Second Half

Shortly after the break, calamity struck again when a long range pot shot bounced back off the helmeted one into the path of the onrushing forward. Bang 2-0. Tuesday, Wednesday, Thursday, surely another 3 goal comeback couldn’t be on the cards?

Watching without sound, I was celebrating when Elneny’s header went in as if it was job done, before realising the lino’s flag had been raised. Mo seemed to think bending his run slightly even though he was a yard or two behind the Russian defensive line, might somehow fool the official into thinking he was onside. Hmmmmm.

Arsenal restricted CSKA’s chances to score the vital third pretty well, keeping them to long shots, with Petr producing a good save from a free kick, but were still struggling to produce that one moment of quality to blast the comeback out of the water. When it finally came it was a thing of rare beauty.

Welbz was suddenly infused with the spirit of Thierry Henry, picking the ball up wide left and driving towards goal. Playing the ball inside to Bobby Pires, sorry Mo Elneny, he continued his run into the area. Elneny’s return pass was of such a delicious weight that it just invited the glorious finish which was duly applied by the Mancunian high into the corner of the net. Magnificent – all that time they had us worried, knowing full well that they had a goal of such exceptional quality up their sleeves.

You could visibly see how much CSKA were deflated by the goal, almost as if they knew it was 3-0 or nothing that would have got them through. Even the bare-shirted, gammon-fleshed hordes behind the goal Arsenal were attacking, perhaps realised that their game was up and it was time to go home to Olga.

Drifting towards a defeat but still in the draw for the semis, Aaron Ramsey then applied the cherry on top of the cake. His fragilty had seemed to rear its head again at the end of the first half when he seemed to overstretch, but he was still running in glorious fashion right up to the last few moments. Running on to another beautifully weighted and timed through ball from Mr Elneny, he lifted the ball gracefully over Akinfeev with his right seal flipper to send the best club in North London through with a comfortable 6-3 margin.

Player Ratings from LB

And there was I thinking that it would be a cushy victory……when will I learn?

Cech: since he has stopped the fancy footwork that was leading to a few too many embarrassing situations he has come back as strong as ever. I think the adjective of commanding is called for tonight. 8

Bellerin: Hector put his attacking desires to one side and focused on the defending side of his game — and he carried out that duty better than he has done in quite a while. 8

Mustafi: no silly errors just got on with the job at hand. Perfectly acceptable performance. 7

Koscielny: a good captain’s performance. 7

Monreal: I don’t need frills from our defence on games like this I just need them to read the tin and do what it says. 7

Elneny: Mo was the proverbial headless chicken in the first half; he certainly redeemed himself in the second half though with two assists to boot. 8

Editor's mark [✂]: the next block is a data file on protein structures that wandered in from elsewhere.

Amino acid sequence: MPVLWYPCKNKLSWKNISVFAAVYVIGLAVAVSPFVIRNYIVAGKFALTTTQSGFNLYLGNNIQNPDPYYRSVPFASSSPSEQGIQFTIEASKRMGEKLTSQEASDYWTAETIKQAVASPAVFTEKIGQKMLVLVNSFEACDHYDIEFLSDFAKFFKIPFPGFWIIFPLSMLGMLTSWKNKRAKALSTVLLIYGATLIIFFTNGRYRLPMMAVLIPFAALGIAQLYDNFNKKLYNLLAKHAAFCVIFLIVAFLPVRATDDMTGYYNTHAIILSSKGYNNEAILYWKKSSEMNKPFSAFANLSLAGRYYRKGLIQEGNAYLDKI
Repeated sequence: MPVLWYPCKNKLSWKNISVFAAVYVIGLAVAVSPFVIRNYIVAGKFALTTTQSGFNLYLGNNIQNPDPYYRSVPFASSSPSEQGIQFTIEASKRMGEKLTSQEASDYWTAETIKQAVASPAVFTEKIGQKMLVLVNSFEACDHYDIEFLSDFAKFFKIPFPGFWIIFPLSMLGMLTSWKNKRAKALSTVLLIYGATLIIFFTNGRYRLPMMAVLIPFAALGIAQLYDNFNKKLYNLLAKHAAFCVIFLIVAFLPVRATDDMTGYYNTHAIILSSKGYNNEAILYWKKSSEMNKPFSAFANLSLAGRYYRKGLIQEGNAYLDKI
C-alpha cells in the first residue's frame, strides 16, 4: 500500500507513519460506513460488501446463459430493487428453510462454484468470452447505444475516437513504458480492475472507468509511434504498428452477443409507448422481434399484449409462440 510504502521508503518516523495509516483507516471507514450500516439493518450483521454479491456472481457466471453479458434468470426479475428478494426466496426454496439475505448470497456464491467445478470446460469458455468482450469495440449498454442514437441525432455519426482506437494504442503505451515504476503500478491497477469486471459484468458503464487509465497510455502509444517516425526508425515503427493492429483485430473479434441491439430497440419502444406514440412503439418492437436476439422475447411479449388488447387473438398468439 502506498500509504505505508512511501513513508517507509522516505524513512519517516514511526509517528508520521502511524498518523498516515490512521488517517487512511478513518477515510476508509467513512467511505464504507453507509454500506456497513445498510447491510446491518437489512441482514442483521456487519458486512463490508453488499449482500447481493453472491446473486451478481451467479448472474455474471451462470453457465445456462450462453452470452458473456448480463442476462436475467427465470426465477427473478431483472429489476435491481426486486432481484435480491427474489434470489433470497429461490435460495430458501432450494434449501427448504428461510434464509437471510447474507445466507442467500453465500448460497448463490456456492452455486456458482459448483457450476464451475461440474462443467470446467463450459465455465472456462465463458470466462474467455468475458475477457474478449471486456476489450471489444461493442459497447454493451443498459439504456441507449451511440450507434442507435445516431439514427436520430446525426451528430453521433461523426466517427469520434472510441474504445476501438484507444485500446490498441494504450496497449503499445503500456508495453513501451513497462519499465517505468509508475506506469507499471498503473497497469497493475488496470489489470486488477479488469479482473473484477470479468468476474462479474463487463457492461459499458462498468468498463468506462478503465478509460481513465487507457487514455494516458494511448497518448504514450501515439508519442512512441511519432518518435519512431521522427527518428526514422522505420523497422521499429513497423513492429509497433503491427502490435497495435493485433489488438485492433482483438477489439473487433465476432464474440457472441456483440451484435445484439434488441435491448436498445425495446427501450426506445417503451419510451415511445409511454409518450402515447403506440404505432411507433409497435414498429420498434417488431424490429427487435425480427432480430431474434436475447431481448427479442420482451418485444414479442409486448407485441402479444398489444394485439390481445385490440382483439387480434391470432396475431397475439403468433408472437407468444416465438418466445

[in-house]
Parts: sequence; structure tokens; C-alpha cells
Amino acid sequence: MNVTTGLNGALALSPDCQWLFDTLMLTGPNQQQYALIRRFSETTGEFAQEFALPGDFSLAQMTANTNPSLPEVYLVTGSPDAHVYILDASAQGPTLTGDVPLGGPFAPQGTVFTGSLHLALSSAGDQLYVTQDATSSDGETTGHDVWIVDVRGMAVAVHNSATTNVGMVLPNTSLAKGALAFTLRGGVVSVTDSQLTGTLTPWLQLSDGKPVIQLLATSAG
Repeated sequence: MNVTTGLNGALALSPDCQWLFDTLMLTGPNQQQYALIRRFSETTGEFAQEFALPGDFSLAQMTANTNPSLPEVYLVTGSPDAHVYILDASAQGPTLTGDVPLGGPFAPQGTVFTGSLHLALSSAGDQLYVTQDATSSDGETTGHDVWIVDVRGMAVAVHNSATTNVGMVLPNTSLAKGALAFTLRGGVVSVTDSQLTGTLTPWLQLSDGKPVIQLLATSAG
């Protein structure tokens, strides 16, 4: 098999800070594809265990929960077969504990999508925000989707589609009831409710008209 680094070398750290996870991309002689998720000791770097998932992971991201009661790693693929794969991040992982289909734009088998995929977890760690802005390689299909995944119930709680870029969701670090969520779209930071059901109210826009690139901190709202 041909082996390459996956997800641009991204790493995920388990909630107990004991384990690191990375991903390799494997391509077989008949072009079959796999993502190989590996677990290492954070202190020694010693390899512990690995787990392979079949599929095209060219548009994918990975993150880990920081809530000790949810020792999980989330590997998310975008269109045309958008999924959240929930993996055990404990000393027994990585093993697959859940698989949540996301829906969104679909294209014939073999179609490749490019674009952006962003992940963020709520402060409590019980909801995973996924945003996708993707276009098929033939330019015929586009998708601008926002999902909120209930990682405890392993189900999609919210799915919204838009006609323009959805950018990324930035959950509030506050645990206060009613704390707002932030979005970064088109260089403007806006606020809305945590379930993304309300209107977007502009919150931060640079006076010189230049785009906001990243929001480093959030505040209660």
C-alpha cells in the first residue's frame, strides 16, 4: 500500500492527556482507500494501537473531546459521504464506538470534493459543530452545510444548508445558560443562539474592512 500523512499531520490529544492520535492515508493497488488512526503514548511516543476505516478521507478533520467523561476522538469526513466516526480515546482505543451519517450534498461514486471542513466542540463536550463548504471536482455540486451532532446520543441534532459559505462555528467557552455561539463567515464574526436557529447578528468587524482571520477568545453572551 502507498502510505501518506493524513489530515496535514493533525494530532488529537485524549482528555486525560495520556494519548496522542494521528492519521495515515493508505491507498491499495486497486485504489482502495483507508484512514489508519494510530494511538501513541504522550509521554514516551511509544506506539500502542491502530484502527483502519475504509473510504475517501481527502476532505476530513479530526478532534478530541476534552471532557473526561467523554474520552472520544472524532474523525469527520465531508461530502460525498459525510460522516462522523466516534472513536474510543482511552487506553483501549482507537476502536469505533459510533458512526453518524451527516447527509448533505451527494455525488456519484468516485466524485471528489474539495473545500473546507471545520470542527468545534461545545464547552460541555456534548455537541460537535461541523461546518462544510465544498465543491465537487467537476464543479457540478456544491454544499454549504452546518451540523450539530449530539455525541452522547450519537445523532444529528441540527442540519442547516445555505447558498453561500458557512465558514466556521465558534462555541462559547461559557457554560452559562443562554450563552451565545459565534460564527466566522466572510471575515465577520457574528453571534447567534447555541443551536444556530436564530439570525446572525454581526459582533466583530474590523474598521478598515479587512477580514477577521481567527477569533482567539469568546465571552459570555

Ramsey: getting all the credit he deserves for being the great player that he has always been, another top drawer performance. 8

Wilshere: don’t get me started. 5

Ozil: King Mesut Rules OK. 7

Lacazzette: I heard that his goal scoring boots were held up in Russian customs and it showed. Interesting just how much he runs on confidence or not. 6

Welbeck: I stuck with Danny for so long regularly writing on here I expected him to become the most important CF in the EPL and then after finally and completely giving up on such an idea he starts to make some serious inroads into claiming that mantle. Really starting to enjoy his performances again. 9

Can I take my red and white tinted glasses off now?

The draw awaits at 11am, with Atletico, Salzburg (Lazio were on the receiving end of the comeback of the night) and Payet’s Marseille our potential opponents. Who do you fancy?  

chas

 

 


Semi-Final beckons. Can we? Will we?

April 12, 2018

4-1 up, it can’t go wrong, can it? Given the results over the past two days anything can happen and with Mustafi in his current form we have to be concerned.

It may be unfair to spotlight one player in what has been an awful season for us at the back (43 PL goals conceded so far) but Mustafi’s inconsistencies are hardly of benefit to the confidence of the others. Take the S’ton game, both goals came directly from his shilly-shallying (now there’s a word!).

So what should we do? Drop him for Chambers? Probably not. Should AW select a team to PTB or play a normal attacking game? Will he include Elneny as an extra defender in place of the attacking Miki or give Iwobi a run? My guess is he will err on the side of caution.

We saw that CSKA Moskva are limited in their defensive abilities themselves with us carving out chance after chance at the Emirates. I expect us to score and then the tie is done but what if we don’t? Can the team keep a pacy Russian attack at bay? It is questionable.